November 17, 2003

Knowledge Transfer in two directions...

I had an interesting culture clash moment recently -- looking at Urban Tapestries from two *completely* different perspectives. At 8:00 in the morning, I met up with other students of the "Reading the City" course at Goldsmiths College to walk with Prof. Michael Keith through the Brick Lane area, and hear his commentary on the rich and varied cultural histories of that neighborhood. The entire time I thought: "This is a *perfect* venue for Urban Tapestries -- how else could you portray the wild overlap of cultures that exists here??" My only nagging doubt was that UT was far too technical, upscale and ivory-tower for the average resident of the community. (as in -- who would carry PDAs around here at night -- if they could afford them?)

Then I took the tube to the DTI's Knowledge Transfer Community Seminar in Westminster, where Alice, Rachel and I were representing Urban Tapestries as part of HP's Mobile Bristol project. The difference in venues was striking -- Urban Tapestries easily had the most "street" feel of any display there! (I was also the only male not in a suit, and Alice and I were about the only ones wearing color in the room! You can see us at the back of the shots here) It made me feel that Urban Tapestries had a chance of popular acceptance, especially when compared to the "smart fridges" and other laboratory creations that were on view at the seminar.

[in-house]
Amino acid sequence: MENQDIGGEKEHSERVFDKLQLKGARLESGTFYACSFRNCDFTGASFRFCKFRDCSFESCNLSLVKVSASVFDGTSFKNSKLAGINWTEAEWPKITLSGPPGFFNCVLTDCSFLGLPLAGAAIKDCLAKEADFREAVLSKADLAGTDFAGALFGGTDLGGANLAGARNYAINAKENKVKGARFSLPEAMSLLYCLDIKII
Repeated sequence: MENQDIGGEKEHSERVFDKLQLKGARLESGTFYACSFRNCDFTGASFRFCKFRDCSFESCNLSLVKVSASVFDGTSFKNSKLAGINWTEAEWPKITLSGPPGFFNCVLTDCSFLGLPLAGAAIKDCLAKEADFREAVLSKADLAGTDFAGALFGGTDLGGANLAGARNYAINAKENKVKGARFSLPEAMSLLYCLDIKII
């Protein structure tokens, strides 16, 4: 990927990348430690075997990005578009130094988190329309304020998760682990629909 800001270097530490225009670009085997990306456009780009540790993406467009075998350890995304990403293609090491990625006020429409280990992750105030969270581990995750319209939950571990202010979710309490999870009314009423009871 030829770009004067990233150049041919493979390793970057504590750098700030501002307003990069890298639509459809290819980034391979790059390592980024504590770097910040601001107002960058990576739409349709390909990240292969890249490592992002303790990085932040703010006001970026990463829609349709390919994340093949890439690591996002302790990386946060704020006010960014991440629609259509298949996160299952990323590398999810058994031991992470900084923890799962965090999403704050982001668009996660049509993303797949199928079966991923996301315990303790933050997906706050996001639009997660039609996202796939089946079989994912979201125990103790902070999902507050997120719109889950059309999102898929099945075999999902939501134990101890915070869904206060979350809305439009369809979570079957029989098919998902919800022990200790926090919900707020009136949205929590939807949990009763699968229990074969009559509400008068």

Phil Stenton of HP's Mobile Bristol Project gave a nice presentation that included information about Urban Tapestries. It seems like what we're building is complentary to their work in Bristol.

You can check out all the presentations from the Seminar here

Posted by nick at November 17, 2003 04:27 PM

I couple of months ago I heard about some of the notions that get bannied about on this site, and I wondered if you could apply some of these ideas to geographical location like a cemetary. If you can make the trees sing, perhaps you can make the dead talk?

Posted by: daniel luke at November 24, 2003 02:26 AM